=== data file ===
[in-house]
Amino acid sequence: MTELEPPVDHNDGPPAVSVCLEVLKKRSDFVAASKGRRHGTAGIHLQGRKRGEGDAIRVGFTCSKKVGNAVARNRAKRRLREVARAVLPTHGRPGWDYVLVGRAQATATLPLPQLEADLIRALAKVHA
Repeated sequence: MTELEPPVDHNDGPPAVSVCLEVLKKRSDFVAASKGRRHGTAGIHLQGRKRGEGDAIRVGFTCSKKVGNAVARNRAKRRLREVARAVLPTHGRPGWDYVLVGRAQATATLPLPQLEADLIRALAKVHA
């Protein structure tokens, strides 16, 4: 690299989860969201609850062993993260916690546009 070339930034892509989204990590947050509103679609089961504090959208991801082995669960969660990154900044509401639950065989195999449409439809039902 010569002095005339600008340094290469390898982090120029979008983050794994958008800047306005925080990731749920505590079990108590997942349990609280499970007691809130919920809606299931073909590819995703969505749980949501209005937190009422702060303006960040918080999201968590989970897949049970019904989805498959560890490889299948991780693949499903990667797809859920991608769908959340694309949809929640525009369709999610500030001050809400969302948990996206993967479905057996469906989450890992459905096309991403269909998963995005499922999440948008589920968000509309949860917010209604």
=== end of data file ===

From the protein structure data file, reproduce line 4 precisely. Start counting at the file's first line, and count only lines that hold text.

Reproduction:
């Protein structure tokens, strides 16, 4: 690299989860969201609850062993993260916690546009 070339930034892509989204990590947050509103679609089961504090959208991801082995669960969660990154900044509401639950065989195999449409439809039902 010569002095005339600008340094290469390898982090120029979008983050794994958008800047306005925080990731749920505590079990108590997942349990609280499970007691809130919920809606299931073909590819995703969505749980949501209005937190009422702060303006960040918080999201968590989970897949049970019904989805498959560890490889299948991780693949499903990667797809859920991608769908959340694309949809929640525009369709999610500030001050809400969302948990996206993967479905057996469906989450890992459905096309991403269909998963995005499922999440948008589920968000509309949860917010209604």